barrier” when we speak the same language? It’s easy: talk to a few Friends. Who is

talk to a few Friends. Who is God to you? I once asked a long- time Friend. “Well,” she said without hesitation, “You must start by realizing that God is merely a word.” Time also changes the meaning of words,

Rick Seifert is a retired journalist, clerk of Multnomah Meeting in Portland, Ore., and a member of a Quaker Quest traveling team.

You either know it or you don’t. You are in or you are out. Our language isn’t helping seekers get from outside to inside.

creating more barriers. Today’s English is very different from the language of early Friends. Context changes the meaning of words. What is your context? And what are your own personal associations with particular religious words? We have two kinds of Quaker language barriers. There is the external one: the language barrier we pose to non-Quakers like our perplexed young seeker. These are barriers to those who know little or nothing about Friends. “Religious Society,” “monthly meeting,” “unprogrammed congregation” are terms that confound. Then there are the internal barriers: Do we openly and clearly communicate with each other? Do we suffer from an uncharacteristic barrier of silence outside of worship? Do we understand our own Quaker terminology such as “seasoning,” “the Light,” “the Light of Christ?” Is our language dualistic? Do we understand the historic context or theological context of these terms? Is our language confining? Does it keep us from fully exploring who we are?

Sachin Ghodke

external barriers

C onsider the sign on your meetinghouse as an outsider might see it. As you do so, realize that you suffer from the curse of knowledge: you

presume that others know what you know. They don’t. Assume the beginner’s mind: see the sign as if for the first time; try to forget what you know about Quakers.

The problem with our own meeting sign was that we used the language of our internal Quaker

sign was that we used the language of our internal Quaker audience in a place where

audience in a place where the purpose was to address an external audience of seekers. So now we have a new sign. Does our new one (to the left) work better? Yes and no. Questions remain for the seeker: Who are Friends? Friends of what? Who are Quakers? Unprogrammed Worship? This all sounds akin to a secret handshake, except our handshake is a secret language. You either know it or you don’t. You are in or you are out. Our language isn’t helping seekers get from outside to inside.

Internal barriers

I s my using the word God the same as your using

the word Spirit? If you use Spirit does it leave my

God unacknowledged? If you use Spirit, does it

speak to my God? Why the difference in words? Is this a barrier to understanding? Is the difference important for us to explore together? Are God and Spirit the same—particularly, and perhaps only, in the silence?

At the recent clerking workshop at Multnomah Meeting, facilitators and experienced clerks Ann Stever and Dorsey Green asked us to share our words for God, Spirit, etc. Here are some we came up with as a group: God, Father, Lord, Spirit, Love, Truth, Creator, Jesus, Mother Grace, Conscience, Light, Holy Spirit, Teacher, Source, Comforter, Ineffable, Allah. Then Ann and Dorsey asked for words that cause us problems or make us uneasy. Here are a few that were mentioned: Cross, Master, Father, Authority, Savior, The Son, The Way, Lamb, Lord, The Holy Word, A Mighty Fortress, King. What about the more mundane words that cause us to feel twinges of unease or confusion? Do we, for instance, have shared meanings for these “T” words?: Truth, testimony, tender, threshing session. How about these terms?: Eldering, holy days/ holidays, sense of the meeting, attenders and members? They raise questions: Can a three-year- old elder (recently a toddler reprimanded an adult Friend during worship by whispering “stop squirming”)? Do we really treat Christmas and Easter as just two more holy days? Is there a non-sense (as well as a sense) of the meeting? Might not “participants” suffice for member and attender?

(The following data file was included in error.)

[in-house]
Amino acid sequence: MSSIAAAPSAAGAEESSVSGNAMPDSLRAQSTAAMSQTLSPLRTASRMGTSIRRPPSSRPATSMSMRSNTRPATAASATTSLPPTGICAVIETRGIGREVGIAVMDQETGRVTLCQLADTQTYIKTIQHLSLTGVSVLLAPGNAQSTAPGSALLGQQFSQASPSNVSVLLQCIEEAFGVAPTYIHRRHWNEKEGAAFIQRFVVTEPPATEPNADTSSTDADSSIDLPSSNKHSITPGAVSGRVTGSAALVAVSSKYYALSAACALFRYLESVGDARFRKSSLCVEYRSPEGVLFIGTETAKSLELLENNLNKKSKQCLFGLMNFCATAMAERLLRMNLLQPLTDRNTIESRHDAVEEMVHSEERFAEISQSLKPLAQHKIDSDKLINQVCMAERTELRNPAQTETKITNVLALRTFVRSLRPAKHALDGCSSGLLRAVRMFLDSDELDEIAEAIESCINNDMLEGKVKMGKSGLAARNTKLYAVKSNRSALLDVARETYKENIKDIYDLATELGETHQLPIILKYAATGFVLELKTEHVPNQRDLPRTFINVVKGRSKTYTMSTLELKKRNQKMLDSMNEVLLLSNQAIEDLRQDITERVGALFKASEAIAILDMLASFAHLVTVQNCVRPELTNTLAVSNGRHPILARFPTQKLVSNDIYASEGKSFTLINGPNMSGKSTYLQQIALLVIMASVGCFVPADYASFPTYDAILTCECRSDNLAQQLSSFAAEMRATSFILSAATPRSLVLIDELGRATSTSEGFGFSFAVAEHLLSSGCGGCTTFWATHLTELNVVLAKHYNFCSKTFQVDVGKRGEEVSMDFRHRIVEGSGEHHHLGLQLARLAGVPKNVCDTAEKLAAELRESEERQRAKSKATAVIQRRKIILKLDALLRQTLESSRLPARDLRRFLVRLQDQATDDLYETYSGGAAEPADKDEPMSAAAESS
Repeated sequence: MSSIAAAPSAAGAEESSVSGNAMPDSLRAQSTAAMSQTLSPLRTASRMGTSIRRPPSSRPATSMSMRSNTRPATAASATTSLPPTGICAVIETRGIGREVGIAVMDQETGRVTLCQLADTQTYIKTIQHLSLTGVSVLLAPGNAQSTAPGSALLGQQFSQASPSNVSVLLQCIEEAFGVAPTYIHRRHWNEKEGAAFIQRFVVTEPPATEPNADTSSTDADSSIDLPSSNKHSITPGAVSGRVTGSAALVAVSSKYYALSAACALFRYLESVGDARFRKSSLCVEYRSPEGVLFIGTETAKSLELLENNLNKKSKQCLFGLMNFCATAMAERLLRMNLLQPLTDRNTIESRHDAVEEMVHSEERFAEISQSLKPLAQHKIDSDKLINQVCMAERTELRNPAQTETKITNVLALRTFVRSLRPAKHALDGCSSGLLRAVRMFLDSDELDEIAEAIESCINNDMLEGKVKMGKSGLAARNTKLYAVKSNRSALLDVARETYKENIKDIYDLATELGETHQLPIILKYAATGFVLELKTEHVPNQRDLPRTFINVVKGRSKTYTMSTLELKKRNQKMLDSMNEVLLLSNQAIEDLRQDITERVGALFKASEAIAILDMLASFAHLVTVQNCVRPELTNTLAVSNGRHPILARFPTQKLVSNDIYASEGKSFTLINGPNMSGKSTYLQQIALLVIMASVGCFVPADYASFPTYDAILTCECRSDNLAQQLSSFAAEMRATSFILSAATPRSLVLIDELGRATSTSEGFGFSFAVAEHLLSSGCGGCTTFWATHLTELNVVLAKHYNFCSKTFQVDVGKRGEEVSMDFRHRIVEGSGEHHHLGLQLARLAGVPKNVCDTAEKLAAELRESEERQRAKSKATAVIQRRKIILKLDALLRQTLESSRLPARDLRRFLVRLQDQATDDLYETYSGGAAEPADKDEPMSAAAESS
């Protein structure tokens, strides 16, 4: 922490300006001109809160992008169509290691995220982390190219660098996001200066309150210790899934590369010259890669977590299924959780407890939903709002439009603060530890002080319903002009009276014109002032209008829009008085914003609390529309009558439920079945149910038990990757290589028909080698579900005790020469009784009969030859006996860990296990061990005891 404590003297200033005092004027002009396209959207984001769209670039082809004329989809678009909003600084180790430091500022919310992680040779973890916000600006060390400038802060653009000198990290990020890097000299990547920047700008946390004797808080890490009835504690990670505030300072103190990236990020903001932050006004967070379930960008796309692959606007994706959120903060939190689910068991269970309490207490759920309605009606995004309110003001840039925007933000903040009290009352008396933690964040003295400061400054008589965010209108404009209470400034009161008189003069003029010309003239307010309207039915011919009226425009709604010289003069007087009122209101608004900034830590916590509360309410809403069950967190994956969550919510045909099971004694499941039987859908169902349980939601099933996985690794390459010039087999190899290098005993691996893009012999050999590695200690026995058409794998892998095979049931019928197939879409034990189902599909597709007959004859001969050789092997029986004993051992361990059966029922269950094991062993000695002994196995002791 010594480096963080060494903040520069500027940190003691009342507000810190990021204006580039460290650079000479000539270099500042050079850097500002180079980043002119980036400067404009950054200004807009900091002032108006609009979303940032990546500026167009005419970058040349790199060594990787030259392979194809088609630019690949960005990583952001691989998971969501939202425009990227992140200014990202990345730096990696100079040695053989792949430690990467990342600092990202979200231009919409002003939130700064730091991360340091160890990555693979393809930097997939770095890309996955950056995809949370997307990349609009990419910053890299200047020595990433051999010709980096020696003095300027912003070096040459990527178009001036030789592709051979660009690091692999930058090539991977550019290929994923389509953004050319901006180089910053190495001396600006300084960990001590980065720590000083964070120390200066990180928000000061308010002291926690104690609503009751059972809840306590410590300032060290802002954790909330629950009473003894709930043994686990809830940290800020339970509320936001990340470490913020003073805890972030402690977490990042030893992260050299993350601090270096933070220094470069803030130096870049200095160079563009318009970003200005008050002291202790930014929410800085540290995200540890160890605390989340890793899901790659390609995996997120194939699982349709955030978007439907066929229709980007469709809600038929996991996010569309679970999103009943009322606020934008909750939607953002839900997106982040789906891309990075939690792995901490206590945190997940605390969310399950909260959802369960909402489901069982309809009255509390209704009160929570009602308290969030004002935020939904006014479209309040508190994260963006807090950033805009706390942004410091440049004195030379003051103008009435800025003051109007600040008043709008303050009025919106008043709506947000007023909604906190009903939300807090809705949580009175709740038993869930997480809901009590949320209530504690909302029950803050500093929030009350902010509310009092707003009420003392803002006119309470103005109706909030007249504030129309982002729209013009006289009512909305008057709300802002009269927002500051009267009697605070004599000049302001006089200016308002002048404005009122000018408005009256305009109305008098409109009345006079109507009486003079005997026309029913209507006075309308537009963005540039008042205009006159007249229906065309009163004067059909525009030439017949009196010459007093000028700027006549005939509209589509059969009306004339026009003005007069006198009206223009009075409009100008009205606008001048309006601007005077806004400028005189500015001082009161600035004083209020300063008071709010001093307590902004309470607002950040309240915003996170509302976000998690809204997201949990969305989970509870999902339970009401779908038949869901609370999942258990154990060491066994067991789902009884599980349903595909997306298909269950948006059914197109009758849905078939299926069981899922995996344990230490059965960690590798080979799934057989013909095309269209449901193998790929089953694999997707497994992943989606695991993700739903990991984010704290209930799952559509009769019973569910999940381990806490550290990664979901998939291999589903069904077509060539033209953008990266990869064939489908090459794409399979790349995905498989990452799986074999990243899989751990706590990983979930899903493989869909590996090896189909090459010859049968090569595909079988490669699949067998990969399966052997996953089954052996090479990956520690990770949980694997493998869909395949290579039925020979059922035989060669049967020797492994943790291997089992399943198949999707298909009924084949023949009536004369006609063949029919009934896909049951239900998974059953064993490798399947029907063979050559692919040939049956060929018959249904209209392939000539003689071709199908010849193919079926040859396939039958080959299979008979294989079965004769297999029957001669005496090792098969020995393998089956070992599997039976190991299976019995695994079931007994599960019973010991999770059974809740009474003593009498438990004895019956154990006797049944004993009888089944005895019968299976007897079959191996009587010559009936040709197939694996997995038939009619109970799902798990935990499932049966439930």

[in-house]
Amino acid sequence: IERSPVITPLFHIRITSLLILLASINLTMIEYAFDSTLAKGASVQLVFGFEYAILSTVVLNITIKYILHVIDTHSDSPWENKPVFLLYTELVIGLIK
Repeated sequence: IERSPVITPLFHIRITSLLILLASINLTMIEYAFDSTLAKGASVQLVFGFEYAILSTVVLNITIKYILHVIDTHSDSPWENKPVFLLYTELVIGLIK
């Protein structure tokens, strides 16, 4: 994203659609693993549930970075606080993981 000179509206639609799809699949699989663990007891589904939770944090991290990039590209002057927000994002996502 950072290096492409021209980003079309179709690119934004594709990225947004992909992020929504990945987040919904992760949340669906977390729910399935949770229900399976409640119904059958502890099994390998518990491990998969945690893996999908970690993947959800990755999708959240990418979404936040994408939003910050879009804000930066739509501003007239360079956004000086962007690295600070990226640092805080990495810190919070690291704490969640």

Constraints, bracketing, and defining metaphors

d o unquestioned Quaker terms subtly constrain us? Consider our sharing of Joys and Concerns following meeting for worship. Are these truly

the outer parameters of our feelings? They bracket and confine us. What lies beyond these brackets? And is there nothing worth sharing in between? Could there be joy in having a concern; could there be a concern associated with our joy? Do our brackets allow anger, outrage, or our-and-out objection? Do they allow ecstasy, or elation?

Friends, we have many metaphors including:

Light and its variations (holding in the Light, Children of the Light, the Light of Christ), center down, hold up, lamb’s war, Spirit-led, clearness, seasoning. How do these define us? Duality is common in our metaphors. What if duality prevents us from experiencing unity? What if we skipped the duality? Or are we led to find unity through duality? Consider breathing in and out, inhaling and exhaling: together they constitute breathing. They sustain life itself; each is vital to the other. If you do only one (which the body doesn’t allow), you die. These are a few of our Quaker language barriers. Studying and discussing them will ultimately lift them. A barrier points to its opposite—an opening. By exploring barriers, we discover gateways to better understanding and to fuller experience. Let’s lift the barriers and walk